I think we can officially say that “self-care” has been elevated to buzzword status in the past couple years, but it becomes an especially hot topic this time of year, when cabin fever and lack of sunlight begin to erode our work ethic and enthusiasm. In a recent Instagram post, elite marathoner Shalane Flanagan referred to February as “the month of abandoned resolutions, dodgy weather forecasts and expired motivation.” It shouldn’t surprise everyone that February has remained Americans’ least-favorite month of the year for decades. And now, here we are.
The response to the midwinter doldrums is usually a blitzkrieg of self-care advice from the blogging and self-help communities, emphasizing little things you can do to relax, pamper yourself, and take a time-out from the demands of life.
And it’s usually great advice, but I often feel like it’s tailored toward a different personality type and isn’t something I can apply to my own life. With all due respect to the burgeoning self-care industry, advice like “take an epsom salt bath,” “unplug for the evening,” and “snuggle up with a blanket and hot tea,” isn’t really helpful to me. I’m not a Type A personality who has trouble managing a busy schedule and competing demands on my time and energy, so I don’t really need advice encouraging me to slow down. The opposite, in fact.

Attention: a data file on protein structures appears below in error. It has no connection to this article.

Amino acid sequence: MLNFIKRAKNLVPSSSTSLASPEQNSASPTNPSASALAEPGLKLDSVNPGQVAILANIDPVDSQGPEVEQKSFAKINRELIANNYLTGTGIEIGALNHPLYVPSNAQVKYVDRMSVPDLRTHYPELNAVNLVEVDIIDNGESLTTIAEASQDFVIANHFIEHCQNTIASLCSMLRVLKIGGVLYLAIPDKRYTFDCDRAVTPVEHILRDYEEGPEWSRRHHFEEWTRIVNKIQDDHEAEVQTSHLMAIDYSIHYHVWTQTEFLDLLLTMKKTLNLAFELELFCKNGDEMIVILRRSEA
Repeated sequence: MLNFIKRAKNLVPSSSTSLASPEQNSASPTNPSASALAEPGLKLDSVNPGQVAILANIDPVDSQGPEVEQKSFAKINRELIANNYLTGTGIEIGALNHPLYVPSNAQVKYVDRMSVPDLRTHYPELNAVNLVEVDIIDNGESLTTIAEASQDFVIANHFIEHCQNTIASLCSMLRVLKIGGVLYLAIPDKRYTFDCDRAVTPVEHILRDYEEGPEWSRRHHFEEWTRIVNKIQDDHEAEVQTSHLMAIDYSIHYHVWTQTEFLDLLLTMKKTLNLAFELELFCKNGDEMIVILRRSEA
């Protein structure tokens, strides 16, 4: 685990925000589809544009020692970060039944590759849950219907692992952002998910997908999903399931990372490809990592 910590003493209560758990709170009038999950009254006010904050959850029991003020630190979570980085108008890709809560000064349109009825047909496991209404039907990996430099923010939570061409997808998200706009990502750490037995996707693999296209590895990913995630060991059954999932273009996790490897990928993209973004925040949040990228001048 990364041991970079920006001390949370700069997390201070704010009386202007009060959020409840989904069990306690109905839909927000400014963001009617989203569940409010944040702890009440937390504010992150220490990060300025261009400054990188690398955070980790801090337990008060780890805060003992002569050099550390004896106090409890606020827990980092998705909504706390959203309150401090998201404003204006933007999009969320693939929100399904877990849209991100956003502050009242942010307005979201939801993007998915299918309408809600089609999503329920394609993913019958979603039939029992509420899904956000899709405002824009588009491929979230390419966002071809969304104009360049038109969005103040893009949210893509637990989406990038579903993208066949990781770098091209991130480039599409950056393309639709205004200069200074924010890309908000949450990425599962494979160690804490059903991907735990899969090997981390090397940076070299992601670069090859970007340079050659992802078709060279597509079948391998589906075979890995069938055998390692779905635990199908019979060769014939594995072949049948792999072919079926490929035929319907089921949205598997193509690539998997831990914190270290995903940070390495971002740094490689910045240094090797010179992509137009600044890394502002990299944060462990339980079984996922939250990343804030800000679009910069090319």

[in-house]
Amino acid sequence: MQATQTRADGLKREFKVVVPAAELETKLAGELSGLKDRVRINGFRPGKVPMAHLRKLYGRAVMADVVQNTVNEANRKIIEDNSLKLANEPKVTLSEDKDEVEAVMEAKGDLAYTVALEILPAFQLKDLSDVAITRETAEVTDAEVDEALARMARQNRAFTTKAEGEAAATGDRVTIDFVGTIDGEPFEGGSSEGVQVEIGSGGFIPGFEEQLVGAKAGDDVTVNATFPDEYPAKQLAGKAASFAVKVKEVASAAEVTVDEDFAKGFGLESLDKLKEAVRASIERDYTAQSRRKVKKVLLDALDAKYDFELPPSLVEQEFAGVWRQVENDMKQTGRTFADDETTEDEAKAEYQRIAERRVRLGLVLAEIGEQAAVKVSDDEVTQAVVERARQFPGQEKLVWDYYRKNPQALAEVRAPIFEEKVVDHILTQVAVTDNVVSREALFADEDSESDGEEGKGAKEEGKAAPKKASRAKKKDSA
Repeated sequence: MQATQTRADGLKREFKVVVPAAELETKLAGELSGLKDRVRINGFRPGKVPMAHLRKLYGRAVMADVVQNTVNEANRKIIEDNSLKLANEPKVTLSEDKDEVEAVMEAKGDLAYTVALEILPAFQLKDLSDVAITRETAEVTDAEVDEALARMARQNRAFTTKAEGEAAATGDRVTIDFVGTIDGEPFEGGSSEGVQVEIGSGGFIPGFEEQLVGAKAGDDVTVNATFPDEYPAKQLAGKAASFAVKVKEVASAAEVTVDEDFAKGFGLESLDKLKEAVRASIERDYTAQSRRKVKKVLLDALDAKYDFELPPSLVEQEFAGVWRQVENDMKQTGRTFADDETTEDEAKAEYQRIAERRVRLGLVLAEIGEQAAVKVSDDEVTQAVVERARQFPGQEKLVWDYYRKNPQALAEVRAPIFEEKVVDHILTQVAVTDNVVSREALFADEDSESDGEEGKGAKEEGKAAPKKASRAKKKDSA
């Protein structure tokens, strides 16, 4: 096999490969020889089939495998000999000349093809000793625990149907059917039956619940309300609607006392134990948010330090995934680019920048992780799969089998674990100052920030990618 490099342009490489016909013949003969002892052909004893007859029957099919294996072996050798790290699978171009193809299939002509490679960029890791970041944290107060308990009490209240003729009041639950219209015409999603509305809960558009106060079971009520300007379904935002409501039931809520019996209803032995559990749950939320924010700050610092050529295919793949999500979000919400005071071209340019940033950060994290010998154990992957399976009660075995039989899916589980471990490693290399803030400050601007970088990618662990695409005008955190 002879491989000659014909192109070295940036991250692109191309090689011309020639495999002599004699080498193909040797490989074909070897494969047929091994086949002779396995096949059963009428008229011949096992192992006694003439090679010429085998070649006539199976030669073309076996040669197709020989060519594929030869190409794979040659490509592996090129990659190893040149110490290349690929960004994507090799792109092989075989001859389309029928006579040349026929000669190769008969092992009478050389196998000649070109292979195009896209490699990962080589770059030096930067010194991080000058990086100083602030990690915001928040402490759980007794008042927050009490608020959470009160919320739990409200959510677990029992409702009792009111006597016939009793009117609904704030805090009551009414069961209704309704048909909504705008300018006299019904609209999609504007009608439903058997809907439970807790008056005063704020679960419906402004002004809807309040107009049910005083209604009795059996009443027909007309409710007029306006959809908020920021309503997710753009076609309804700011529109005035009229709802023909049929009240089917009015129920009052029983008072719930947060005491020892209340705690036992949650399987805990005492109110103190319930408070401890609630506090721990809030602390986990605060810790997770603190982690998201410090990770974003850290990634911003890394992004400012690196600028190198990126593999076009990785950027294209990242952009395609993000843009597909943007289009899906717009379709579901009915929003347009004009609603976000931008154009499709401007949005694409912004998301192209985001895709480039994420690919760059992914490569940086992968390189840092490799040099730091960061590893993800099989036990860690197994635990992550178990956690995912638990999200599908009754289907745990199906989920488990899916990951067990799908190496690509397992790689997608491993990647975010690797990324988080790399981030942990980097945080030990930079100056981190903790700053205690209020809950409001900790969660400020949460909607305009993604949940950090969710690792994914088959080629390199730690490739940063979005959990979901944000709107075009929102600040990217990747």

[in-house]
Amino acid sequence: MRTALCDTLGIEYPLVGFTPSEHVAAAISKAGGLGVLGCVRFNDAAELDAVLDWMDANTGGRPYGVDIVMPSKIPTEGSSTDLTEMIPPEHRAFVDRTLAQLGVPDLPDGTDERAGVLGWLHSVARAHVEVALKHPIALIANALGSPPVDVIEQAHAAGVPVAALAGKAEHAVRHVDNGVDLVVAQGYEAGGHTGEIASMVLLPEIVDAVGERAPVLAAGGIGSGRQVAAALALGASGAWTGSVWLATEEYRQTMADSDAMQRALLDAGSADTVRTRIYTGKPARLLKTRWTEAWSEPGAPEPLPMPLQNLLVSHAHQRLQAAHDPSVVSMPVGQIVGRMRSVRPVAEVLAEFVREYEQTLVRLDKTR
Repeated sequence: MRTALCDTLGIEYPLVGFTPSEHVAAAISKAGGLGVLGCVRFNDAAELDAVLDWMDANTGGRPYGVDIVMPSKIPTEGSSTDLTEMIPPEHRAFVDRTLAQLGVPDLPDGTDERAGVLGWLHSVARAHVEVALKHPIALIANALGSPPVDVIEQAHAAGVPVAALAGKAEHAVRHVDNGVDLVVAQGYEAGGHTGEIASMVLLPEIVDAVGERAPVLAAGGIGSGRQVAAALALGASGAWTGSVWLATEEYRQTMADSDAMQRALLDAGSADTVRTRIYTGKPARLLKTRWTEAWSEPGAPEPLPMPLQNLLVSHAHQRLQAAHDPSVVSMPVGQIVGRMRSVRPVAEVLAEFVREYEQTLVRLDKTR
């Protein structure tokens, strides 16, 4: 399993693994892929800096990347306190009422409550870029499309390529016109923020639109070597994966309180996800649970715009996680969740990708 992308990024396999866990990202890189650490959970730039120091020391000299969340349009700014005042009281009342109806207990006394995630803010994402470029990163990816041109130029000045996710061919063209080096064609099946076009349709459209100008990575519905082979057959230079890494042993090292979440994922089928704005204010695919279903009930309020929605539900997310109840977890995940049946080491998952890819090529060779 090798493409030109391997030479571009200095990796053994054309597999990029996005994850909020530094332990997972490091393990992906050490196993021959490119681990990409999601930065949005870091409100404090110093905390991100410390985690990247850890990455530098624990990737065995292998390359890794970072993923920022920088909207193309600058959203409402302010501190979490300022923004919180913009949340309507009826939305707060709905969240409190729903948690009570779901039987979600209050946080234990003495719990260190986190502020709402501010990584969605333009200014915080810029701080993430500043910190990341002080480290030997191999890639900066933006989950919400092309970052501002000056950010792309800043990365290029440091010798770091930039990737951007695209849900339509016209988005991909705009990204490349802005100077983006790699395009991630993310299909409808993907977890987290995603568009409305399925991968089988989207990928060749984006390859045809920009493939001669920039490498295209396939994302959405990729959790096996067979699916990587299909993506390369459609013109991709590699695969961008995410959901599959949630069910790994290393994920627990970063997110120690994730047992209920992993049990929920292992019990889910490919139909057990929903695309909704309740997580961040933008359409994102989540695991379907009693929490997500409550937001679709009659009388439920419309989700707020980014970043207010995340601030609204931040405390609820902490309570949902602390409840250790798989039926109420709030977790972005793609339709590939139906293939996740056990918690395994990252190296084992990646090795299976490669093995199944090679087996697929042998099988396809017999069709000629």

I suppose this puts me in the minority in Western culture, but I do not have the problem of being busy, overly productive or stretched too thin. I would argue that I’m probably not busy enough, actually. I feel stress, but it comes more from boredom and monotony and spending a little too much time in my own head. I say this with a twinge of shame, as I realize how incredibly privileged I am to be so insulated from the world around me that I can have the problem of being bored and feeling unconnected to things. Paradoxical as it seems, however, a life that is too slow can be stressful in its own way. This time of year especially it can lead to feelings of depression, isolation, and lethargy. In other words, those of us who are more on the Type B side of the spectrum need self-care, too.
So, what does that look like, then? What self-care tips do I find helpful?
Self-care, for me, means doing what needs to be done for myself. It means a few more chores and a little less free time in the evenings. What? Why?! In my January Recap, I mentioned taking some time off for self-care in which I stayed “a healthy busy”, as I like to call it. “Healthy busy” is the self-care I need.
It means, for example, that I force myself to run that errand over lunch when I’d rather just sit here, that I come home and prep/cook dinner, throw in laundry, and go for that 5 mile run, no matter how much I’m aching to just sit on the couch and be a vegetable and go to bed at 7:30 because work sucked and I’m tired and all that stuff can always wait until tomorrow.